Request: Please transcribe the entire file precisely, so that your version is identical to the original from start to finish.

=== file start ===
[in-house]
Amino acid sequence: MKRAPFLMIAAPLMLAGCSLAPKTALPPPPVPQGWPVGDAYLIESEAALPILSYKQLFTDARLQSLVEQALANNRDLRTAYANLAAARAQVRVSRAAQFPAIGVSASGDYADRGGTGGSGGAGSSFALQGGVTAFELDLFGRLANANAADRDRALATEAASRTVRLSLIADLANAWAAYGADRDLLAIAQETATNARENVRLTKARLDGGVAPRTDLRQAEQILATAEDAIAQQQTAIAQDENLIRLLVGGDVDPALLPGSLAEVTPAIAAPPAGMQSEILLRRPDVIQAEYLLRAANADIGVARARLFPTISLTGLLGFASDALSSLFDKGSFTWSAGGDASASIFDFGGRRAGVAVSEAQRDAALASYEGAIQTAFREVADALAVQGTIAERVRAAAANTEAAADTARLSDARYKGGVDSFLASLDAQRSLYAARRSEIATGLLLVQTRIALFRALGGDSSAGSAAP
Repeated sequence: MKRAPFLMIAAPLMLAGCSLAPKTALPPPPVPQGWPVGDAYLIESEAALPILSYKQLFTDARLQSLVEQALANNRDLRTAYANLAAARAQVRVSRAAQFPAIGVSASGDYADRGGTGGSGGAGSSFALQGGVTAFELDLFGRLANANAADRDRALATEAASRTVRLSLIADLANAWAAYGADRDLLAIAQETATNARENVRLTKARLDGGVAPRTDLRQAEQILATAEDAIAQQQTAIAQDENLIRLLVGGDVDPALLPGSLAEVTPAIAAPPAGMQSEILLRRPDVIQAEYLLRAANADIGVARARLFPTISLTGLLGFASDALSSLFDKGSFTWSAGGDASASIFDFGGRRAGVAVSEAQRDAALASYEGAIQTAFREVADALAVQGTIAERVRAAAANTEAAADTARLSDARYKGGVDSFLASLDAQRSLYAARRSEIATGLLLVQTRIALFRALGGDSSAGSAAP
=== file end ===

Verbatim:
[in-house]
Amino acid sequence: MKRAPFLMIAAPLMLAGCSLAPKTALPPPPVPQGWPVGDAYLIESEAALPILSYKQLFTDARLQSLVEQALANNRDLRTAYANLAAARAQVRVSRAAQFPAIGVSASGDYADRGGTGGSGGAGSSFALQGGVTAFELDLFGRLANANAADRDRALATEAASRTVRLSLIADLANAWAAYGADRDLLAIAQETATNARENVRLTKARLDGGVAPRTDLRQAEQILATAEDAIAQQQTAIAQDENLIRLLVGGDVDPALLPGSLAEVTPAIAAPPAGMQSEILLRRPDVIQAEYLLRAANADIGVARARLFPTISLTGLLGFASDALSSLFDKGSFTWSAGGDASASIFDFGGRRAGVAVSEAQRDAALASYEGAIQTAFREVADALAVQGTIAERVRAAAANTEAAADTARLSDARYKGGVDSFLASLDAQRSLYAARRSEIATGLLLVQTRIALFRALGGDSSAGSAAP
Repeated sequence: MKRAPFLMIAAPLMLAGCSLAPKTALPPPPVPQGWPVGDAYLIESEAALPILSYKQLFTDARLQSLVEQALANNRDLRTAYANLAAARAQVRVSRAAQFPAIGVSASGDYADRGGTGGSGGAGSSFALQGGVTAFELDLFGRLANANAADRDRALATEAASRTVRLSLIADLANAWAAYGADRDLLAIAQETATNARENVRLTKARLDGGVAPRTDLRQAEQILATAEDAIAQQQTAIAQDENLIRLLVGGDVDPALLPGSLAEVTPAIAAPPAGMQSEILLRRPDVIQAEYLLRAANADIGVARARLFPTISLTGLLGFASDALSSLFDKGSFTWSAGGDASASIFDFGGRRAGVAVSEAQRDAALASYEGAIQTAFREVADALAVQGTIAERVRAAAANTEAAADTARLSDARYKGGVDSFLASLDAQRSLYAARRSEIATGLLLVQTRIALFRALGGDSSAGSAAP